Turkish President Recep Tayyip Erdogan said Wednesday that Sweden’s NATO membership bid would not be ratified by Turkey’s parliament before October, but that he hopes for a swift ratification once lawmakers return from a break.
Turkey on Monday withdrew its objections to Sweden joining the alliance, a step toward the unity that Western leaders have been eager to demonstrate in the face of Russia’s invasion of Ukraine. The decision by Erdogan was a significant move toward Sweden’s membership and came after days of intensive meetings.
Erdogan’s comments Wednesday were his first public confirmation of his decision to refer Sweden’s membership to parliament, where his party and its allies command a majority.
He said at a news conference at the NATO summit in Vilnius, Lithuania, that the process would have to wait until after lawmakers return from a summer recess. The new session opens Oct. 1.
“The parliament is not in session for the upcoming two months … but our target is to finalize this matter as swiftly as possible,” he said.
The president’s apparent change of heart – after a year of blocking Sweden’s bid – came after Sweden pledged deeper cooperation with Turkey on counterterrorism and to support Turkey’s ambition to revive its EU membership bid. In addition, the NATO secretary-general said the alliance would establish a special coordinator for counterterrorism.
Erdogan highlighted these commitments, describing a draft roadmap of 17 articles framed by Sweden and presented by Swedish Prime Minister Ulf Kristersson to Erdogan when they met Monday.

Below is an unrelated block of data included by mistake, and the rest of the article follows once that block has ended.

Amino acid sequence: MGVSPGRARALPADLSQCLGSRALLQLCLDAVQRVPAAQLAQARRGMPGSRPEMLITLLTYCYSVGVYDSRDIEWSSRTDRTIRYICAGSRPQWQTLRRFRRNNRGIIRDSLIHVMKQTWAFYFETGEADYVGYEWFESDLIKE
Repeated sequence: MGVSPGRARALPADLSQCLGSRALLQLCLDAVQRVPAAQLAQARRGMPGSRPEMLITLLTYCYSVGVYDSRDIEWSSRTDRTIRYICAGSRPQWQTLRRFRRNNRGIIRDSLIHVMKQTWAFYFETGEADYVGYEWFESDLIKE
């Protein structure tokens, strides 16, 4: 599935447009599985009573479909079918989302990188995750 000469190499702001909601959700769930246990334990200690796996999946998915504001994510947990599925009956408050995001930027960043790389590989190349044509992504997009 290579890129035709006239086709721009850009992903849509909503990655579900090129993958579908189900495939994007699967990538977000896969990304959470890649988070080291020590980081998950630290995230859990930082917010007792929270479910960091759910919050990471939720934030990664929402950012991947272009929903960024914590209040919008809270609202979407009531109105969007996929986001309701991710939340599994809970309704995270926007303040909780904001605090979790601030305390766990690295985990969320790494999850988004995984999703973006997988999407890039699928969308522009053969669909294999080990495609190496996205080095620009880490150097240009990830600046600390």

“A bilateral security mechanism will be established at the ministerial level and we will increase our cooperation and collaboration in our fight against the terrorist organizations,” he said, referring to the new Turkey-Sweden deal.
“At the same time, Sweden will actively support the Republic of Turkey in the update of the customs union, visa liberalization and the membership process of Turkey to the European Union.”
Erdogan added that Sweden will help lift arms embargoes imposed on Turkey. “After those promises are kept, we will of course continue with (Sweden’s NATO) membership process.”
Finland has already become the 31st member of the alliance, and Sweden is on deck to become the 32nd. Both Nordic countries were historically nonaligned until the war increased fears of Russian aggression.
Turkey wants “this process to be over as soon as possible,” Erdogan said, referring to the ratification process. The deal would first be discussed by the parliament’s foreign affairs committee before going to a vote in the main chamber.
Erdogan must also win over the political parties aligned to his Justice and Development Party (AKP) that give him a parliamentary majority following elections in May. These include a small Islamist group, which on Wednesday said it opposed Sweden joining NATO as it “allows attacks on Islamic values” – a reference to the burning of Qurans during protests in Stockholm.
Erdogan also addressed a central point of contention over Sweden’s bid – what Ankara perceives as its soft stance on terrorism, particularly Kurdish militants and those it associates with an attempted coup against Erdogan in 2016. Turkey has also complained in the past about what it considers terrorist activity in other European countries.
Erdogan welcomed the creation of a “special coordinator” for counter-terrorism within NATO. “Fighting against terrorist organizations is our red line, so from now on we expect all our allies to show a principled stance in their fight against terrorist organizations,” he said.
Turkey’s agreement on Sweden has also been linked to Ankara’s efforts to acquire new F-16 fighter planes and upgrade kits for its existing fighter fleet from the U.S.
Both Turkish and U.S. officials have denied any connection but on Tuesday U.S. President Joe Biden signaled that the U.S. intended to proceed with the sale.
“I’m much more optimistic than I’ve ever been,” Erdogan said when asked about the F-16 deal.
“Mr. Biden stated that he will do his best and that he will follow this process and he said that he’s optimistic about it. But just as the parliament in Turkey has to ratify an agreement, in the United States the Congress has to ratify it.”
Source: AP News